Hanich, Q. et al. Unraveling the blue paradox: incomplete analysis yields incorrect conclusions about Phoenix Islands protected area closure. Proc. Natl Acad. Sci. USA 115, E12122–E12123 (2018).

  19. 19.

    Ferraro, P.J., Sanchirico, J.N. & Smith, M.D. Causal inference in coupled human and natural systems. Proc. Natl Acad. Sci. USA 116, 5311–5318 (2018).

  20. 20.

    Crespo, G. O. et al. High-seas fish biodiversity is slipping through the governance net. Nat. Ecol. Evol. 3, 1273–1276 (2019).

  21. 21.

    Rosegrant, M. W. & Binswanger, H. P. Markets in tradable water rights: potential for efficiency gains in developing country water resource allocation. World Dev. 22, 1613–1625 (1994).

  22. 22.

    Hutton, J. M. & Leader-Williams, N. Sustainable use and incentive-driven conservation: realigning human and conservation interests. Oryx 37, 215–226 (2003).

  23. 23.

    Sandbrook, C., Fisher, J., Holmes, G., Luque-Lora, R. & Keane, A. The global conservation movement is diverse but not divided. Nat. Sustain. 2, 316–323 (2019).

  24. 24.

    Roberts, C. M. et al. Marine reserves can mitigate and promote adaptation to climate change. Proc. Natl Acad. Sci. USA 114, 6167–6175 (2017).

  25. 25.

    Ban, N. C. et al. Well-being outcomes of marine protected areas. Nat. Sustain. 2, 524–532 (2019).

  26. 26.

    Costello, C. et al. Global fishery prospects under contrasting management regimes. Proc. Natl Acad. Sci. USA 113, 5125–5129 (2016).

  27. 27.

    Hagrannsoknir Review of the Purse Seine Vessel Day Scheme (PNA, 2014); https://go.nature.com/34fE6xH

  28. 28.

    Palau Arrangement for the Management of the Western Pacific Fishery Management Scheme (PNA, 2016); https://www.pnatuna.com/content/purse-seine-vds-text

  29. 29.

    R Core Team R: A Language and Environment for Statistical Computing (R Foundation for Statistical Computing, 2017); http://www.R-project.org/.RCore Team

  30. 30.

    Yeeting, A. D., Weikard, H.-P., Bailey, M., Ram-Bidesi, V. & Bush, S. R. Stabilising cooperation through pragmatic tolerance: the case of the Parties to the Nauru Agreement (PNA) tuna fishery. Reg. Environ. Change 18, 885–897 (2018).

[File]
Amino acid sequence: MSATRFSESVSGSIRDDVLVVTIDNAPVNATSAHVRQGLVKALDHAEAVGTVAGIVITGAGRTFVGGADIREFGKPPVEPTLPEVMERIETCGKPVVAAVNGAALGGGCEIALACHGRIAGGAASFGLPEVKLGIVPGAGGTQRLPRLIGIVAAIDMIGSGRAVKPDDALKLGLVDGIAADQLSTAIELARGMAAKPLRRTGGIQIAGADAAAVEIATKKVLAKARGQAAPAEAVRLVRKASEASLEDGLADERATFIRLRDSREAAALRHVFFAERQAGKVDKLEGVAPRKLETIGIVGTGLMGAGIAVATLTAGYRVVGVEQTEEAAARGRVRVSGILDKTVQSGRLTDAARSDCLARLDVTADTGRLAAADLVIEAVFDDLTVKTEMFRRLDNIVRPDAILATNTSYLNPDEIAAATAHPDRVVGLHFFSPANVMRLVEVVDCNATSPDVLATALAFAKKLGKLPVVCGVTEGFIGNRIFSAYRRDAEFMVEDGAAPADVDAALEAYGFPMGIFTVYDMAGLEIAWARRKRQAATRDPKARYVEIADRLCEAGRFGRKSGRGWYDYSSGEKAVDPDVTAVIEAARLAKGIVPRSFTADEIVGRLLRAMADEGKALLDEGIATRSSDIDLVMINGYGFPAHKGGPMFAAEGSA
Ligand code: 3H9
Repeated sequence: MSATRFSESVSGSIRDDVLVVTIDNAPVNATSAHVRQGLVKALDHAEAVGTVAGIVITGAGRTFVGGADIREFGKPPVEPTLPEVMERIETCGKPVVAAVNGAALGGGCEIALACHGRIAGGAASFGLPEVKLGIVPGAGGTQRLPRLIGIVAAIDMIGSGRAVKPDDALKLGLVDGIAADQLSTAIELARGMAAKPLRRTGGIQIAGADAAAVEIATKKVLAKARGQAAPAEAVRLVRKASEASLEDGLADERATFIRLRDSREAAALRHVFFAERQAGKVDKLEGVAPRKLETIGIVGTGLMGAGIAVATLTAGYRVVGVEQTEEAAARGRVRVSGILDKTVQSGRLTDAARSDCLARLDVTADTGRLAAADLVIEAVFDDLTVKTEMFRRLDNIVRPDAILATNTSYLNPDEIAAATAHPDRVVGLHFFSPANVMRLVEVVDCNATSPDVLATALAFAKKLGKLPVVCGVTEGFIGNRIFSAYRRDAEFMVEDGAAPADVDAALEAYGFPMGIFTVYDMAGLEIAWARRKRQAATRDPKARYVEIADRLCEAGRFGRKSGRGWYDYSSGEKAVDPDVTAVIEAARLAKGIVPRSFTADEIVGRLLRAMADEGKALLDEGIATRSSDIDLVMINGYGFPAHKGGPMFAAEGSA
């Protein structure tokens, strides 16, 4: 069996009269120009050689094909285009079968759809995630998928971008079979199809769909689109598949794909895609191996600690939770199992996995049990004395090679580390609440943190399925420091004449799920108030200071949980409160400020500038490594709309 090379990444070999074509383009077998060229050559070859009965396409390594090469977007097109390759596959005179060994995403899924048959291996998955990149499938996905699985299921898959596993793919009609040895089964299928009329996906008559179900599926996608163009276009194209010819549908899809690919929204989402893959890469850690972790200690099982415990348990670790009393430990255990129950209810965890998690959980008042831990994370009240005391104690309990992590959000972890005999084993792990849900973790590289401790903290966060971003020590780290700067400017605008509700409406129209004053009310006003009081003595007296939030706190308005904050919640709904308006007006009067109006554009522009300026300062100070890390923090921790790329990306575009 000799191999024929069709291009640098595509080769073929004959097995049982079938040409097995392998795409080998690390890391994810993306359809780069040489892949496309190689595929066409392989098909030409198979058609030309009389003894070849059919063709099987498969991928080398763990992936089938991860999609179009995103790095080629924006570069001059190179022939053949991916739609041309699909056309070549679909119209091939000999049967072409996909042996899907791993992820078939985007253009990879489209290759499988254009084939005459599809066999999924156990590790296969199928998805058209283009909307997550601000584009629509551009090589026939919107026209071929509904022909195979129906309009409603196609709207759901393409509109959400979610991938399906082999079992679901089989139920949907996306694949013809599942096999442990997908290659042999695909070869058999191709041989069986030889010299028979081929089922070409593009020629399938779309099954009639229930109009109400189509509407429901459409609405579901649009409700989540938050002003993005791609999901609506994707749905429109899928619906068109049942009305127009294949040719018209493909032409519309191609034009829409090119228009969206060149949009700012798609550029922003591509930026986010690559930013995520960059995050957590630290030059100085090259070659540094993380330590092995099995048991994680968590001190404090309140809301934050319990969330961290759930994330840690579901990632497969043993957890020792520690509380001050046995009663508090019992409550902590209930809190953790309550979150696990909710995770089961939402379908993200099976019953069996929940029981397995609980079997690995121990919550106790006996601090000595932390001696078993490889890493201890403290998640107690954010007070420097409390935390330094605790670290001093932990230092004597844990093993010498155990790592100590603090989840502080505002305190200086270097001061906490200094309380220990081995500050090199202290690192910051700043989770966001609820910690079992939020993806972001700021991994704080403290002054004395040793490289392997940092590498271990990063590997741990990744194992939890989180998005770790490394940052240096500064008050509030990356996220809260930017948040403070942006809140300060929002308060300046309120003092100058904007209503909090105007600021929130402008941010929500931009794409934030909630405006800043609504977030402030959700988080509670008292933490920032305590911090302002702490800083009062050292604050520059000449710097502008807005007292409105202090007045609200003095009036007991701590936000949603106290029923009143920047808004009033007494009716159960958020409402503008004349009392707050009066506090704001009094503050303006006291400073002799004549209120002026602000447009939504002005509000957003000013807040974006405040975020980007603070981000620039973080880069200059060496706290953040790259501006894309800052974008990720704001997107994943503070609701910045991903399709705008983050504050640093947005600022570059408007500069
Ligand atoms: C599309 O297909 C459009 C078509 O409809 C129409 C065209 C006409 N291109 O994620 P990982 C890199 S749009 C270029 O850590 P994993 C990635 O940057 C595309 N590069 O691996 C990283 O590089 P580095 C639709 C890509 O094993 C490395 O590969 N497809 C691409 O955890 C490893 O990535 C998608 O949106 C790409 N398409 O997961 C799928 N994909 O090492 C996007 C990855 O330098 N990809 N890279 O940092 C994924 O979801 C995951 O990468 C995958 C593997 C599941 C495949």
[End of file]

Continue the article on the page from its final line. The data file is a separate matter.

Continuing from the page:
Download references

Acknowledgements

We thank R. Dacks for research assistance. J.C.V.-D. was supported by UCMexus-CONACyT (CVU, grant no. 669403) and the Latin American Fisheries Fellowship Program. J.L. was supported by the Conservation Strategy Fund, with a grant from the Pew Charitable Trusts and Pew Bertarelli Ocean Legacy. J.L. and C.C. acknowledge The Nature Conservancy.

Author information

All of the authors contributed equally.

Correspondence to Juan Carlos Villaseñor-Derbez.

Ethics declarations

Competing interests

The authors declare no competing interests.

Additional information

Publisher’s note Springer Nature remains neutral with regard to jurisdictional claims in published maps and institutional affiliations.

Extended data

Extended Data Fig. 1 Annual country-level vessel-days for all PNA countries by 318 tuna purse seiners.

Colors indicate ISO3 codes for each country (PLW: Palau, PNG: Papua New Guinea, FSM: Federal States of Micronesia, SLB: Solomon Islands, NRU: Nauru, MHL: Marshal Islands, KIR: Kiribati, TUV: Tuvalu, TKL: Tokelau). After 2015, vessel-days decrease for Kiribati and Increase for Papua New Guinea. Note that total vessel-days do not decrease at the PNA-level.

Extended Data Fig. 2 Annual fishing effort (hours) on a 1-degree grid around PIPA (red polygon) and Kiribati (black polygons).

There is no clear evidence of a “fishing the line” effect, with the greatest effort applied on the Gilbert islands (Kiribati) after 2015.

Extended Data Fig. 3 Longline and purse seine vessel-days in Palau during 2018 at a 0.5 degree resolution.

The red polygon shows the proposed Palau National Marine Sanctuary, containing 85.7% and 95.3% of longline and purse seine vessel-days, respectively. Note that the colorbars are presented in log10-transformed scale for better visualization.

Extended Data Fig. 4 Time series of the annual proportion of longline and purse seine vessel-days within the proposed PNMS boundaries.

The proposed PNMS boundaries have historically contained 86 ± 5.30% (±1SD) of longline vessel-days and 91.3 ± 5.03% (±1SD) of purse seine vessel-days.

Supplementary information

Supplementary Information

Supplementary Tables 1–3 and Figs. 1–7.

Reporting Summary

Rights and permissions

Reprints and Permissions

About this article

Verify currency and authenticity via CrossMark

Cite this article

Villaseñor-Derbez, J.C., Lynham, J. & Costello, C. Environmental market design for large-scale marine conservation. Nat Sustain (2020). https://doi.org/10.1038/s41893-019-0459-z

Download citation